Writing in my previous post about the two version’s of Zaffar Kunial’s poem, “Stamping Grounds”, reminded me of an interview that Paul Muldoon gave a couple of years ago to The Poetry Review (Winter 2016). It included a discussion of the poem, “Cuba”, from Why Brownlee Left, which had appeared in an earlier magazine version as “Cuba 1962”. The interviewer, Maurice Riordan, the Review’s co-editor at the time, was sufficiently intrigued by the revisions to have handed a Muldoon a copy of “Cuba 1962” for comment. Both versions were appended to the interview.
In the poem, set during the Cuban Missile Crisis, Muldoon’s sister arrives home “In her white muslin evening dress”, having stayed out all night at a party. Their father, angered by this and worried about the threat of war, tells her she should make her peace with God. In the confessional, the best (or worst) she can come up with — apart from lying once and being disobedient once — is that a boy touched her. The poems ends:
‘Tell me, child. Was this touch immodest?
Did he touch your breast, for example?’
‘He brushed against me, Father. Very gently.’
The differences between the two versions are seemingly slight. The final version excludes the following lines from the girl’s return home:
She had limped into the kitchen
Holding one sandal at arm’s length
And dropping it into the bucket,
‘I’m sorry, Da. I’ve broken a heel.’
‘That’s not the half of it, I’ll warrant.’
and these from the subsequent confession:
‘How long is it since your last confession?’
‘I’m not right sure. A month maybe.’
‘A queue a mile long to the chapel
And you can’t remember so small a thing?’
Asked about this killing of his “darlings”, Muldoon says he doesn’t know why the changes were made. Riordan sees the them as positive (“There’s a ruthless pursuit of the form.” “Some people would have rested on that first version…”) However, apart from the removal of the unnecessary date from the title, Muldoon himself is less sure (“I’m looking at this first version, thinking it’s not too bad at all.” “It’s not absolutely deplorable. Not in a way that you can see why that was cut ‘because it’s crap’.”) Riordan puts these second thoughts down to the move away from stanzaic forms in his later poetry. But Muldoon, seemingly unable to shake off the question, returns to it later in the interview: “Now I’m looking again at this other version of ‘Cuba’, I’m thinking — it wasn’t that terribly bad. Or maybe my standards are slipping.” “Or changing,” Riordan suggests.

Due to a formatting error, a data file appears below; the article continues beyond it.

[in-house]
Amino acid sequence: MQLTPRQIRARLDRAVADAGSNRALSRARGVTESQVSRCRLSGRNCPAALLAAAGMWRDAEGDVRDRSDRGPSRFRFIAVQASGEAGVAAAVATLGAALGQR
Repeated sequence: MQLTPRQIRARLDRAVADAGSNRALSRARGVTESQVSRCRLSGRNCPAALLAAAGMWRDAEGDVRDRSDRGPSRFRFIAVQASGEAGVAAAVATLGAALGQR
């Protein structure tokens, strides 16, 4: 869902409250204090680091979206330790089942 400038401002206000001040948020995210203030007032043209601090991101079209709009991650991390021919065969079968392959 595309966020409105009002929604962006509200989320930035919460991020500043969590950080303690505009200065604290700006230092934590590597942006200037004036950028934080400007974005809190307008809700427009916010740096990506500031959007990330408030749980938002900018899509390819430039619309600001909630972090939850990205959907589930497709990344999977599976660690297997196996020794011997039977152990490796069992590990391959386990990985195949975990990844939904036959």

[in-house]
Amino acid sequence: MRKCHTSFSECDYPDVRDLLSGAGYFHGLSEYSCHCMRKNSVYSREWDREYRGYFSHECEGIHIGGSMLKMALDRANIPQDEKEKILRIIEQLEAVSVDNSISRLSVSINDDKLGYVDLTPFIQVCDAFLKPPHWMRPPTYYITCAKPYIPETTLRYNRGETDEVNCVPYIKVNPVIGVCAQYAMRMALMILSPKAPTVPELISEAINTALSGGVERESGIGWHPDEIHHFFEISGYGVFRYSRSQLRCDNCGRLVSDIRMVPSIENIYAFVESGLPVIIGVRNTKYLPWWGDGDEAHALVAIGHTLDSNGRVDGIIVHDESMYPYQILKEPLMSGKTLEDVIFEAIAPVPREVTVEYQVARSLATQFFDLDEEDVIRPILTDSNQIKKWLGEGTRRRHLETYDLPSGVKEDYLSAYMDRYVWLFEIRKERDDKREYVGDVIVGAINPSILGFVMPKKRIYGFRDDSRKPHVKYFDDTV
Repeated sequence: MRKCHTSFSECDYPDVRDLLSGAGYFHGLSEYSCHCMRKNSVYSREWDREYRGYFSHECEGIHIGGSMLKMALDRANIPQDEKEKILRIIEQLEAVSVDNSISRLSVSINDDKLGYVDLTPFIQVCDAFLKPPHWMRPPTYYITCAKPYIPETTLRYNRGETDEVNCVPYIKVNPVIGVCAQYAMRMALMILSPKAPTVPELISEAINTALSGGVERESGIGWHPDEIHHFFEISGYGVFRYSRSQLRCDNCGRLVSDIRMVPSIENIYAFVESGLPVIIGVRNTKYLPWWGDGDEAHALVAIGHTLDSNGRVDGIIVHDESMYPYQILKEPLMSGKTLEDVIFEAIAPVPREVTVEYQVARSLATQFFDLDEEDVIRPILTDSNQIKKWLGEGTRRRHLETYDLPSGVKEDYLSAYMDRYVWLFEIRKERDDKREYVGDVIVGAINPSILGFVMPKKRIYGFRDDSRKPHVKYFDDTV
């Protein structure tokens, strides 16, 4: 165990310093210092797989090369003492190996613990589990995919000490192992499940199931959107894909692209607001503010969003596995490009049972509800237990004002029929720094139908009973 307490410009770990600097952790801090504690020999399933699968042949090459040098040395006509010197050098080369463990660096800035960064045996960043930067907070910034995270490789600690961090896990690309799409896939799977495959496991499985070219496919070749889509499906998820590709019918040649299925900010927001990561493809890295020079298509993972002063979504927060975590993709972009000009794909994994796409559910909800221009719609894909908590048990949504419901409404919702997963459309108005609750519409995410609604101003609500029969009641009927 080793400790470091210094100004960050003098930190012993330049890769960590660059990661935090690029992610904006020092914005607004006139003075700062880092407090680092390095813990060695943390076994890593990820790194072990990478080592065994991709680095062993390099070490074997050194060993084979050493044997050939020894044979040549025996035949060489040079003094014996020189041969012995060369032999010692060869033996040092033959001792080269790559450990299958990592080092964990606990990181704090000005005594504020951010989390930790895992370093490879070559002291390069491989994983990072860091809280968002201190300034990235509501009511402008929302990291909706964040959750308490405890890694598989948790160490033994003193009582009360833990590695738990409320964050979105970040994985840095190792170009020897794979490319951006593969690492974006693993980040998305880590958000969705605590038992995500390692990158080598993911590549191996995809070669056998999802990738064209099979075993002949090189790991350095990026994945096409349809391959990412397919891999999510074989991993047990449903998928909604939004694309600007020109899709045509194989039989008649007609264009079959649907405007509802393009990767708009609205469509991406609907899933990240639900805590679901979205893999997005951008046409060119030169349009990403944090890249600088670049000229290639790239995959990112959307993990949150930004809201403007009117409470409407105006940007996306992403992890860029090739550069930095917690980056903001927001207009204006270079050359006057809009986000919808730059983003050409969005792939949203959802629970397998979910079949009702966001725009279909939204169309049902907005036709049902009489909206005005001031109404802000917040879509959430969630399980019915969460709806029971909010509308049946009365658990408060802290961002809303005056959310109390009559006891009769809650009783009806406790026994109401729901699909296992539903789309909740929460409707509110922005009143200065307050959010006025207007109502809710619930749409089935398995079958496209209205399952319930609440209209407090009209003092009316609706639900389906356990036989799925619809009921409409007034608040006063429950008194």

Muldoon ends by saying:
“… As with ‘Cuba’, I’ve always edited things. I could probably do with editing more. In those days, in the late 70s, there were a lot of people around who were reading my poems, and who were helping me with them — which is a fabulous thing to have. The various people in Belfast, and God knows they may have said that’s rubbish, that’s extraneous, cut that. So I think if one can’t edit oneself, one really needs an editor. My wife is an editor and she’s very good. You have to take advice. One can’t trust oneself — it’s just a fact. Once you start thinking that you know what you’re doing and nobody else knows what you’re doing, you’re probably in trouble.”
In spite of this, one can see Muldoon’s point about the original version of “Cuba”. It isn’t at all bad and, in fact, for me the first version reads more naturally than the final, tidied-up poem, the first stanza of which seems a little staged. Given that it is supposedly an anecdotal poem, that counts for a lot, even though in his book on Muldoon, Tim Kendall points out that: “The poem only masquerades as autobiography — Muldoon’s sister is called Maureen, not May, and she is his only, and younger, sister, not his ‘eldest’.” The queue for the confessional is, on the other hand, an actual memory.
Kendall says that the lines about the confessional queue were dropped, because otherwise the priest bullies her so much that he personally, rather than what he represents, appears repugnant. “Cuba”, he says, is a parable of innocence destroyed, rather than preserved, by the sanctimonious codes of suspicious-minded authority-figures. In the same way, you could say that focusing the father’s objections on his daughter’s dress by excluding the more vividly suggestive image of the broken heel also evokes a more repressive society, the objection being as flimsy as the dress itself.
In this reading, the Cuban crisis simply provides the background. However, it is possible to read it as a symbolic parallel to the events in the poem. In the end, the Soviet ships carrying the missiles turned back and war was averted, just as fears about the loss of May’s virginity turn out to have been a false alarm. However, the threat of war was real and for the parallel to work properly the father’s concerns about his daughter need to be real as well. The original version, I think, makes this clearer, the dishevelment suggested by the broken shoe and the father’s “That’s not the half of it, I’ll warrant” giving greater substance to the possibility that more than a heel has been ruptured. In the same way, the detail of the mile-long queue to the confessional emphasises the reality of the nuclear threat.
The poem isn’t written by an omniscient narrator, but by the poet supposedly recalling events from his childhood. Muldoon has to make his sister older than himself, if she is to be able to go to dances in 1962, but this also serves to emphasise his own youth as a witness to scenes which though clear in his mind may at the time have been only partly understood. It is the boy’s innocence rather than May’s that is being lost and the detail of the first version seems to me closer to the sharpness of a child’s recollections.
As far as I know, “Cuba 1962” hasn’t been restored to the Muldoon canon, but reading it helps provide an insight into the final version, “Cuba”.